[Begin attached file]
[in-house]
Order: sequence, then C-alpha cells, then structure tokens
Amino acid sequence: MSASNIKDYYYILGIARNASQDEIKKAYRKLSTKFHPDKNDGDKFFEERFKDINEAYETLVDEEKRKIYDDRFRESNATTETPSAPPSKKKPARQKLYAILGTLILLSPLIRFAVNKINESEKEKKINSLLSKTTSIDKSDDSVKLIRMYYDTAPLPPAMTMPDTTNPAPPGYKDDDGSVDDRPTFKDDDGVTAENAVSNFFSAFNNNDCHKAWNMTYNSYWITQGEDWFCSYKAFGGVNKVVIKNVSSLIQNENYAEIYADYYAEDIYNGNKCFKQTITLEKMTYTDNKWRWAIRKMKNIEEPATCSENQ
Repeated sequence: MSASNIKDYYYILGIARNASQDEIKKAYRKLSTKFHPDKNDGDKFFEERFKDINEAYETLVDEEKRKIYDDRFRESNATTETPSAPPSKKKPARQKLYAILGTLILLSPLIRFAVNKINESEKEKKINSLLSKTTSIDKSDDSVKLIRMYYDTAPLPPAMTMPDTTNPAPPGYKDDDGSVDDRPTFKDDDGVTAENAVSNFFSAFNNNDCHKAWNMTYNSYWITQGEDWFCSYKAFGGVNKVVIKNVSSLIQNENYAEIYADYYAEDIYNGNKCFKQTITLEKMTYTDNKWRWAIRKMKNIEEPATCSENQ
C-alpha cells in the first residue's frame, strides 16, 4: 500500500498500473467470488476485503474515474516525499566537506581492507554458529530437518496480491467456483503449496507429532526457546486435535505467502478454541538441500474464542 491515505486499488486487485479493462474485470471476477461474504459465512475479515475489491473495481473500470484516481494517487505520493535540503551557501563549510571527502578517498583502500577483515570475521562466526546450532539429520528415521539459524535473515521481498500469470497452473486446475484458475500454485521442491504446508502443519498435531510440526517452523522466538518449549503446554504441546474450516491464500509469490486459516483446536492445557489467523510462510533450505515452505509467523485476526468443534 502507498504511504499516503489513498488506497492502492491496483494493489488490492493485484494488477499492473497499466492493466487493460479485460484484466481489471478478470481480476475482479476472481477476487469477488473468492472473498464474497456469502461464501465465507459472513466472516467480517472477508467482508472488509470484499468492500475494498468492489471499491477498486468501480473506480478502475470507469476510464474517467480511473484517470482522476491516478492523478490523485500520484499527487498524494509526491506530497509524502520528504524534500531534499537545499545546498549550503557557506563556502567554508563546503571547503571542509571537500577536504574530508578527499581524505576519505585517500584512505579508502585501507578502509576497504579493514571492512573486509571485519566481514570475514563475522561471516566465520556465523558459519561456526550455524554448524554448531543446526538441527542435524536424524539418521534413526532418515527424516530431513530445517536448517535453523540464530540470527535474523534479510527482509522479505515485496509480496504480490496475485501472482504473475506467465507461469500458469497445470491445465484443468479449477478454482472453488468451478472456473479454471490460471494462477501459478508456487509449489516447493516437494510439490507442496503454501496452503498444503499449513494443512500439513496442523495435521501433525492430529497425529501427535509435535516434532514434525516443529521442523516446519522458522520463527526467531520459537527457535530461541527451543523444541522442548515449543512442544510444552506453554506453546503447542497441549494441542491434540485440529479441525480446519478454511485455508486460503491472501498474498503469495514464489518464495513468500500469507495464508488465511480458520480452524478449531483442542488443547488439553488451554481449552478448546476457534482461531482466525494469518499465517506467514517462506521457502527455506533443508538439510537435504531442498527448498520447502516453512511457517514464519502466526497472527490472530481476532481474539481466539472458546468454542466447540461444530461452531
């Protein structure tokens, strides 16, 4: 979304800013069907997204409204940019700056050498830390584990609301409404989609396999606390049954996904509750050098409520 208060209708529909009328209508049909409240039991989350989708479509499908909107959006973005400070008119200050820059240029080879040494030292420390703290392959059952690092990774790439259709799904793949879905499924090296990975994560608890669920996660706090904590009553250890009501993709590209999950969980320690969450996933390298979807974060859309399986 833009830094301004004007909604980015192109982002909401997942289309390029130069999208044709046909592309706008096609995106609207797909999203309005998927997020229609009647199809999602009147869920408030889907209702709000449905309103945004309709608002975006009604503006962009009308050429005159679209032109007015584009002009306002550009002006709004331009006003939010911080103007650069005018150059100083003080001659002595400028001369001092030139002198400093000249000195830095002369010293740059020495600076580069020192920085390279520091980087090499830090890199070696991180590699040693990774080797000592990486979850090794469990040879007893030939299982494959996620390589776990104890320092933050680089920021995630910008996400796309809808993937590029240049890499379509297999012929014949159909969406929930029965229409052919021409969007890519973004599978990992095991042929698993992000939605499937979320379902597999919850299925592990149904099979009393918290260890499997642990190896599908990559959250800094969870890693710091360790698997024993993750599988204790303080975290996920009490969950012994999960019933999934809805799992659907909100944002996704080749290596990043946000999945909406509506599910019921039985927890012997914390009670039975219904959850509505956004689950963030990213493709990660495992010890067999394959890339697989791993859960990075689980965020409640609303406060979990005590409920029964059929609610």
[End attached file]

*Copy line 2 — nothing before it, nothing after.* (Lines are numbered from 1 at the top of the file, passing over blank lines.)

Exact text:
Order: sequence, then C-alpha cells, then structure tokens